Then, there's the “We're from Cleveland,” people who never get to see rivers burn any more. What they do is rent a raft and float down Atlanta's scenic Chattahoochee River. At lunch time they pour gasoline on the water and roast wienies. ~ Lewis Grizzard
At the earliest opportunity, I left the land of the burning river (yes, the river in Cleveland really caught fire) to move south. I eventually landed in Alabama after a four-year sojourn in Virginia. I liked Virginia, and I like Alabama. I am not going back to Cleveland. Ever.
There are Northerners who cannot cope with the fact that it's nicer down South. People are nicer, the weather is nicer, the roads are nicer. Let's take those one at a time.
Yes, we have hurricanes, which are not fun. In Ohio, though, they have blizzards, which have high winds and last longer. Our roads are nicer because without the extremes of heat and cold during the year and without snow plows gouging into them, we have fewer potholes. Without salt on the roads, our cars last longer, too. And the people are friendlier, easier to get along with, and willing to give you the shirt off their back. I don't know why Northerners are so surly, but I suspect it has something to do with saying good-bye to the sun in November and not seeing it again until May.
Yes, the river really did catch on fire. Honest.
Each southern state has its own personality. Take Virginia, for instance. Virginia is steeped in history, almost to the point of obsession. Remember the Bicentennial where communities in the Eastern half of the country put up historical markers identifying every rock and stump that had anything to with the American Revolution? Well, Virginia already had those in abundance, plus they raise the ante with Civil War memorials everywhere you turn.
The week I arrived in Staunton, they were re-enacting the “Flight of the Virginia Legislature” at the start of the Revolution. The re-enactment consisted of two guys dressed 1776-style on horseback who rode from Richmond to Staunton to someplace else, spending the night at the local Holiday Inn at each stop, an amenity denied to the original Legislature during their flight.
Virginia does have its share of idiosyncrasies. For starters, they have a strange relationship between counties and cities. It stops just short of armed warfare but not by much. The entire time I lived in Virginia, there was always some county in court to prevent some city from taking its land. Basically, a city can annex county land by simply saying it wants to. They do this because the cities are old and cramped, so if they want to add industry (and the attendant tax revenue), they have to put the grab on county land, preferably some that already has tax-paying industry on it. The counties, of course, don't like this so they go to court. Everyone files briefs for a couple of years, then a judge says they've got to have a vote on alternative land grab options.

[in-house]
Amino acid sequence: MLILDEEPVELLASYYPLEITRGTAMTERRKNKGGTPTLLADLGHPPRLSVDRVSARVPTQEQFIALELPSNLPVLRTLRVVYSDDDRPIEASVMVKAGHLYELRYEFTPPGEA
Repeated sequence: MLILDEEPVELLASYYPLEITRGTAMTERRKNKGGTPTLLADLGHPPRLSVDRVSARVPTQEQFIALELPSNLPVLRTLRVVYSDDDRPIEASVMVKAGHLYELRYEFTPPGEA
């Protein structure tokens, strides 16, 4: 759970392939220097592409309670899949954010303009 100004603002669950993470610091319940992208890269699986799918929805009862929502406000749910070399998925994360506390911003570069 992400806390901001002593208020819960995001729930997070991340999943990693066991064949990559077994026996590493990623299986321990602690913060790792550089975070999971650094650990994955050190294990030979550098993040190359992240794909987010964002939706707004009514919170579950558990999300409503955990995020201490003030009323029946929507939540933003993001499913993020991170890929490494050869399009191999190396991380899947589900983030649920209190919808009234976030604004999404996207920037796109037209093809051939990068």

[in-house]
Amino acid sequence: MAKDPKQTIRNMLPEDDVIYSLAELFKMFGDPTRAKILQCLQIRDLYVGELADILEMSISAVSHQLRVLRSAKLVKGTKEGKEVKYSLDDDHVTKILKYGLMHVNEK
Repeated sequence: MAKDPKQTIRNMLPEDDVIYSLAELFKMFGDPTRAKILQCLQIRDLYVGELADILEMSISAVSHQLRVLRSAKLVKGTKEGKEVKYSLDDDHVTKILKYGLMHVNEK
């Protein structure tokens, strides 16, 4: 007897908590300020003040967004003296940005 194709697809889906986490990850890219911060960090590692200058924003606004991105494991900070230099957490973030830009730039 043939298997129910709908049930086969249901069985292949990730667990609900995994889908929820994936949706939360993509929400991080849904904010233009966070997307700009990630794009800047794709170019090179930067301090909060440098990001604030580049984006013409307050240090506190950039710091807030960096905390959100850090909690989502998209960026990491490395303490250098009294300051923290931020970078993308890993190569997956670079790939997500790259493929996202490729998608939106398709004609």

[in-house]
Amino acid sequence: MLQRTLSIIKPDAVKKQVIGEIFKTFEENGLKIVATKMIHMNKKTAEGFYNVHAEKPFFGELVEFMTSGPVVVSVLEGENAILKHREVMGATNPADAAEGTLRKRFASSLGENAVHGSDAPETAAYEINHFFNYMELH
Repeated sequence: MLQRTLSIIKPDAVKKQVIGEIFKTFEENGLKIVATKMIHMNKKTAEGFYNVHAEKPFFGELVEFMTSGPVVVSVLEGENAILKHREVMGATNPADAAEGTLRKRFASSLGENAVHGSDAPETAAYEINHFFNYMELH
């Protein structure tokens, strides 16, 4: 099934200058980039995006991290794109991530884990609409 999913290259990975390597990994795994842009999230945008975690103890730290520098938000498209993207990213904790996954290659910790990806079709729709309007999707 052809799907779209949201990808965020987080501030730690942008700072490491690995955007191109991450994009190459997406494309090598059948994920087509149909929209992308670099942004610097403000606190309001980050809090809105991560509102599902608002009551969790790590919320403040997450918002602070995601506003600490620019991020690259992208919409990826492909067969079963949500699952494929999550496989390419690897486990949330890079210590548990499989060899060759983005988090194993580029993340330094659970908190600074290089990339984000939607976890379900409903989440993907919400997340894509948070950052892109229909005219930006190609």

One would think that they would simply have a law that says this and cut out the lawyers, but the county state legislators and the city state legislators can't agree on how the law should work. This disagreement has been going on for over two hundred years, so it's unlikely to change anytime soon.
Virginians also can't seem to spell their towns like they pronounce them. Staunton, for example, is prounced “stanton” not “stawnton” as one might expect. Swoope is pronounced “swope” with a long “o”, not “swoop”. But the award winner was McGaheysville, pronounced “mcgackeysville”. How an “h” got transformed into a “ck” sound is completely beyond me.
Yes, the river caught fire as in “it burned and had to be put out.”
But, Shenandoah Valley folks may be the friendliest in the entire country. For instance, I once was considering camping out for a couple of days during a vacation so I wouldn't have a long drive to go fishing. Somehow I had managed to land myself in an area of the state that was at least an hour from any major lakes, so I decided to rough it, which I didn't look forward to doing because I am not a “rough it” kind of person. Fortunately, Hal, a co-worker, heard about this and gave me a call to tell me I could use his trailer down at the lake. He was sorry to say I would have to pay a fee for its use because the campground only allowed family to use it for the basic fee. The cost? One dollar a day. I told him I thought I could manage it.
At any rate, I had a great week in his camper. On Saturday he came down to spend the weekend and got very peeved at me because I had brought my own food. I said, “Well, I couldn't go eating up your stuff and leave you with nothing.” Nonsense, he said, he had plenty of food and besides, he had invited me to stay as a guest. Guests don't have to bring their own food. Maybe a little desert, but not a week's worth of groceries.
That's a Virginian for you.
Okay, okay, you really want to know about the river. The Cuyahoga River winds its way through the industrial section of Cleveland. By the 1960's, it was phenomenally polluted with industrial waste, sewage, and whatever other runoff material you care to name. It was orange and stunk, and mutant fish were appearing. In the summer of 1967, I believe it was, it caught fire. No one really knows how it caught fire, but flames rose high enough to mangle a railroad trestle about 200 feet above the river. The weird thing was watching them trying to put it out. They had fire boats on the river pumping river water on the fire. Somehow that didn't seem like the method most likely to work, but I guess the junk that was burning was floating on top of the slightly less gunky water underneath.
I don't know of anyone else's river catching fire, but I wish to heaven someone's would because I'm sick and tired of people asking me if it's true that the river caught fire. I mean, would you make up something like that about where you came from?